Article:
The first sign I missed was the fact that the interview venue was different from the first rowdy and chaotic one. I wasn’t disturbed about it. Maybe it was their real venue, I thought. We were about five that participated in this round, so I felt it was the number screened from the presumed seventeen earlier, and they could therefore accommodate a less robust venue. It didn’t bother me that I recognized not a single one from the previous exercise.
Another round of computer tests and then one-on-one with the HR. It was all a breeze, somehow. The computer test was just similar to the first one. I wondered why it still had to be conducted. But I didn’t wonder too much. I assumed maybe they needed to ascertain we did the tests without assistance, as the present conference room was a lot more closed up than the first one. So, it would provide a greater chance for monitoring (unlike the first).
The one-on-one was with a different person I didn’t see at the first venue, but it didn’t matter. The staff swarmed the first place, maybe this one was in the restroom all the while, a possibility. During the one-on-one, she asked if I was aware of the position I was being interviewed for. I quickly said “Customer Service” with no hesitation or side thoughts. Why did she ask? After all the stages and processes, did she think I’d be confused at the reason I was messing with my frustration threshold and even expending time and money?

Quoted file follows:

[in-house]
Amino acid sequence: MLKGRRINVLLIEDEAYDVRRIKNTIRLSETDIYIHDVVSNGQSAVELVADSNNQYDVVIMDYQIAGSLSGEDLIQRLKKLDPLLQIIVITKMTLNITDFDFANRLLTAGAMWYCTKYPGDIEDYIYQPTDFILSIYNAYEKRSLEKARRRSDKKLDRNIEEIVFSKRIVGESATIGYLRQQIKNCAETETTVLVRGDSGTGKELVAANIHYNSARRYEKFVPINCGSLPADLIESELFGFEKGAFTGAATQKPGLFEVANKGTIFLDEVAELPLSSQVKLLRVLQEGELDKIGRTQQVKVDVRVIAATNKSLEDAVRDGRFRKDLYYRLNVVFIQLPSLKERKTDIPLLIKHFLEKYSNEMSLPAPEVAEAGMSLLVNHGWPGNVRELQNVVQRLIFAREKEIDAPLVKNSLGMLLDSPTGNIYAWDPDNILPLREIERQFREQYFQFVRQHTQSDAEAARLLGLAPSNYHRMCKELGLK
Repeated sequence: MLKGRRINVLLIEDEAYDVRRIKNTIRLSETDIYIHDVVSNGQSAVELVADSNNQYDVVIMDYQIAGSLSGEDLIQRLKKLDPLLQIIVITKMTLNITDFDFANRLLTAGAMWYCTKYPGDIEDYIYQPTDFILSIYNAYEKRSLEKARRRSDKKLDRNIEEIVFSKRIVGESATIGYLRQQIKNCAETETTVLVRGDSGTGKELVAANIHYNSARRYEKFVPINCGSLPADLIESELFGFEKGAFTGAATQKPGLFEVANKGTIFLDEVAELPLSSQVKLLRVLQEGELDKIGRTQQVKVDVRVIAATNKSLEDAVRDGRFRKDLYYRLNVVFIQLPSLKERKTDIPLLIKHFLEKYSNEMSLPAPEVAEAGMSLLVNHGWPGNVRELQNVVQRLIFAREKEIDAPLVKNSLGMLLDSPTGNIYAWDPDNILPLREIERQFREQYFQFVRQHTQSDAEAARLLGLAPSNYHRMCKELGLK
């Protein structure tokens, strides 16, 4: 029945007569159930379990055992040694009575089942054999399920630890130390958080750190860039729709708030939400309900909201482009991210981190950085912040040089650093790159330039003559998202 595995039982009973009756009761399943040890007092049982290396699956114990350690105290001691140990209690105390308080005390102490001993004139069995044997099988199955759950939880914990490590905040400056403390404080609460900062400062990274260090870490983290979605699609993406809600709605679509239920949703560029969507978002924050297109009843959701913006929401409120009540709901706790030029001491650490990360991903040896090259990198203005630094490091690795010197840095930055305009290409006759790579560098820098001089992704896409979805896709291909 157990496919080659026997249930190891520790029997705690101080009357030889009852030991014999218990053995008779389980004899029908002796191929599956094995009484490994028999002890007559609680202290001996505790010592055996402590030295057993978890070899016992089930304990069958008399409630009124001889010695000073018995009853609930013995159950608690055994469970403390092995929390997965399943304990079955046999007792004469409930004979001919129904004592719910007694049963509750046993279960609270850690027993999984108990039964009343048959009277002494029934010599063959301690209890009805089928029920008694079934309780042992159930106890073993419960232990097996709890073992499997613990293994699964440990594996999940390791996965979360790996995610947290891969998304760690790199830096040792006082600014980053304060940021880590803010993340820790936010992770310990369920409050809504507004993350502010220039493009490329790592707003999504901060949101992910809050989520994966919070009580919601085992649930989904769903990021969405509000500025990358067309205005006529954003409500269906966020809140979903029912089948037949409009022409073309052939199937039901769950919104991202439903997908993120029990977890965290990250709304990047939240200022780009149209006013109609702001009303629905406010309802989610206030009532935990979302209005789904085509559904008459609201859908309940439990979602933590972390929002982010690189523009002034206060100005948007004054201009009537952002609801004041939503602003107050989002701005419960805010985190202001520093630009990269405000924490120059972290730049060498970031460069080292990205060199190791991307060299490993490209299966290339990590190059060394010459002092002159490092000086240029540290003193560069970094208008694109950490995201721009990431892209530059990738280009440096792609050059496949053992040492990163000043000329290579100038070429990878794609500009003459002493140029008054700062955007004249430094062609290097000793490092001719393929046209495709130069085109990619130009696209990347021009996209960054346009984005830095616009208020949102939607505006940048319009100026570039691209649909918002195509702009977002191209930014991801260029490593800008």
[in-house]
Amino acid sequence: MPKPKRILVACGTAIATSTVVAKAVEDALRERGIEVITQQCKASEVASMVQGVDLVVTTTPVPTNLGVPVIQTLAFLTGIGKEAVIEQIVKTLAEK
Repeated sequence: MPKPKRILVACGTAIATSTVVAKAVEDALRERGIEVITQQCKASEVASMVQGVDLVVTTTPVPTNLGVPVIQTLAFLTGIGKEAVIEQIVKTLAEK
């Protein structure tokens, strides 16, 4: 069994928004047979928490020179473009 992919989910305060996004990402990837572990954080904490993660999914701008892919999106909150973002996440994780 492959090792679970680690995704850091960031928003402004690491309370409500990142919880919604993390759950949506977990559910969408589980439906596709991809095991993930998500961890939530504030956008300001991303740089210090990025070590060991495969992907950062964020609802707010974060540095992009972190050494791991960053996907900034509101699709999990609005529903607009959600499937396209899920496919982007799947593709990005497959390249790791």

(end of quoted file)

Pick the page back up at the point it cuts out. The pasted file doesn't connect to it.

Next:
She hummed and kept looking through my resumé, worrying over what she called a mismatch between my course of study and the position she was offering. Her colleague that interviewed me the last time didn’t worry about any mismatch. This could mean this lady was probably the head of HR. Perhaps why she didn’t make an appearance at the first meeting. So I concisely discussed why I was deviating, which I felt she should have read from the essay anyways. I wasn’t saying anything newer than what I already wrote.
We talked some more, HR to potential employee kind of thing, and she wished me a lovely day when we were done. Some days after I and some other lady were successful, and yet another interview. And another one. And then I got the job. To resume the week after I was called.
The title was “Customer Service Officer”, but with time I realized it was a Human Resources Admin Assistant which was a 3-in-1 position. Ergo, they preferred to slim it down to CSO. Here’s the bit. It had no string whatsoever attached to the CSO suit professional “LEAVE” job interview. I figured this out after I searched through my mails and found that I singly applied to the renowned organization months back and I thought they were never going to get back to me.
The CSO position interview coincidentally collided with the period of the Asst Human Resources position so constructively, it seems unthinkable such could happen so directly. The timing, job role, and interview sequence matched so well. The pay was slightly higher than an entry-level would expect, and the perks were incredible. A complete switch of the package of the CSO. I think about the mix up sometimes and I laugh! All is well that ends well.
Thanks for reading!